OAKLAND (KTVU) -- Jasmine Abuslin, the young woman at the center of an East Bay police sex abuse scandal, spoke out Wednesday afternoon, hours after the Oakland City Council voted to pay her nearly $1 million to settle her case with the city.
Abuslin, now 19, sued the city, alleging that Oakland officers exploited and victimized her in violation of her civil rights. She also claimed the police chief knew about it and did nothing. When asked how she felt about the case and the settlement, she said she felt "relieved."
Her original claim against the city sought $66 million in damages. She is being represented by high-profile attorney John Burris. Burris says there are still four outstanding claims of exploitation by officers in Richmond, Livermore, San Francisco, and Alameda County.
"This case was about bad, bad behavior by people sworn to uphold the law," said her attorney, John Burris. "Each of these officers are responsible for their conduct."
The young woman's story rocked the East Bay last May and led to investigations with police officers in Oakland, Richmond, Livermore and the Contra Costa County Sheriff’s Office, all of whom she said had sex with her, sometimes when she was a minor.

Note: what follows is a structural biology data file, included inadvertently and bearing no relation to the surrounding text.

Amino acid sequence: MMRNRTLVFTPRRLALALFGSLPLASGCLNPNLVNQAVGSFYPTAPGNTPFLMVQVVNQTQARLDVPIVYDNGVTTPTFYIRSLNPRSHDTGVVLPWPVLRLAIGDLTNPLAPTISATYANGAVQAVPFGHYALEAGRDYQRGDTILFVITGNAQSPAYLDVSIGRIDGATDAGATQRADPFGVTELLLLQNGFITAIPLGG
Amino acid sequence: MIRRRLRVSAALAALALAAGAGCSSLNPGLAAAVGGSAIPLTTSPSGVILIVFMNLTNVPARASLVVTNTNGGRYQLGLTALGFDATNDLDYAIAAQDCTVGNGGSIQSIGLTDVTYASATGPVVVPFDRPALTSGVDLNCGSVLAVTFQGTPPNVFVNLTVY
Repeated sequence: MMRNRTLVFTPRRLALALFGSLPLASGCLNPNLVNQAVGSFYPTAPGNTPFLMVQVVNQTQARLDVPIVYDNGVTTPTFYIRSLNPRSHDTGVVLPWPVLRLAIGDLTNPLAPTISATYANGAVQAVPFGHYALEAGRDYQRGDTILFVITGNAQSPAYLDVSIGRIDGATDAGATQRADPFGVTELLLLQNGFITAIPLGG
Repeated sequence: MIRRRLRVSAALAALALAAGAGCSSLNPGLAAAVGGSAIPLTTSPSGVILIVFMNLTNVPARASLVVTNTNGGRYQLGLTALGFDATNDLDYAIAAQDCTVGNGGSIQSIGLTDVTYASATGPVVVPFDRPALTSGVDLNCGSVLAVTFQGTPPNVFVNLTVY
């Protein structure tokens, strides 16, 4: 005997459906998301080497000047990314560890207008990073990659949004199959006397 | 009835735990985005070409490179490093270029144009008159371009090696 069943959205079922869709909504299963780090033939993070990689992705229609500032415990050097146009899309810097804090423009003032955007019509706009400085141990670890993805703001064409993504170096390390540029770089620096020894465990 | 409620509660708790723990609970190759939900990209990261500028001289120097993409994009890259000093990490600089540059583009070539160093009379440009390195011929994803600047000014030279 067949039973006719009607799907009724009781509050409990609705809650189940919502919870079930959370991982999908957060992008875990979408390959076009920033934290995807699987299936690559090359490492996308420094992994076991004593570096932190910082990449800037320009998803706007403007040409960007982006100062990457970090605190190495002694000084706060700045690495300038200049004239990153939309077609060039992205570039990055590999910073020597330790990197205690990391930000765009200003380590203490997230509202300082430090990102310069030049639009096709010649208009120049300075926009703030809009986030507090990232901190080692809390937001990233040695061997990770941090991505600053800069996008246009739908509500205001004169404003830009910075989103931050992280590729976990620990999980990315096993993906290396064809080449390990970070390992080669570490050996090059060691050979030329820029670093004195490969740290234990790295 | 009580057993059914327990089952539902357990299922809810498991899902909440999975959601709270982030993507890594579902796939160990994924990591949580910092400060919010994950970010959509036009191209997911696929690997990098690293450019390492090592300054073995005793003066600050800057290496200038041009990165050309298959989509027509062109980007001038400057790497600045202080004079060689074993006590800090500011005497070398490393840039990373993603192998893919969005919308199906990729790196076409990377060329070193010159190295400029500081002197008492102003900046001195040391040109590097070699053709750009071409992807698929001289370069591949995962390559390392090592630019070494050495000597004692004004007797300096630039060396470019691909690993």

So far, six former and current officers were charged with crimes in Alameda County, and a retired Oakland captain took a no contest plea deal in Contra Costa County.
Three Oakland police chiefs were fired or left because of the scandal. The young woman’s mother is a police dispatcher.
Oakland Mayor Libby Schaaf said the city had to act to resolve the case.
"It was in the best interest of the City to settle this matter quickly and fairly," the mayor said in a written statement. "We remain focused on rebuilding the public trust that was so damaged by this incident."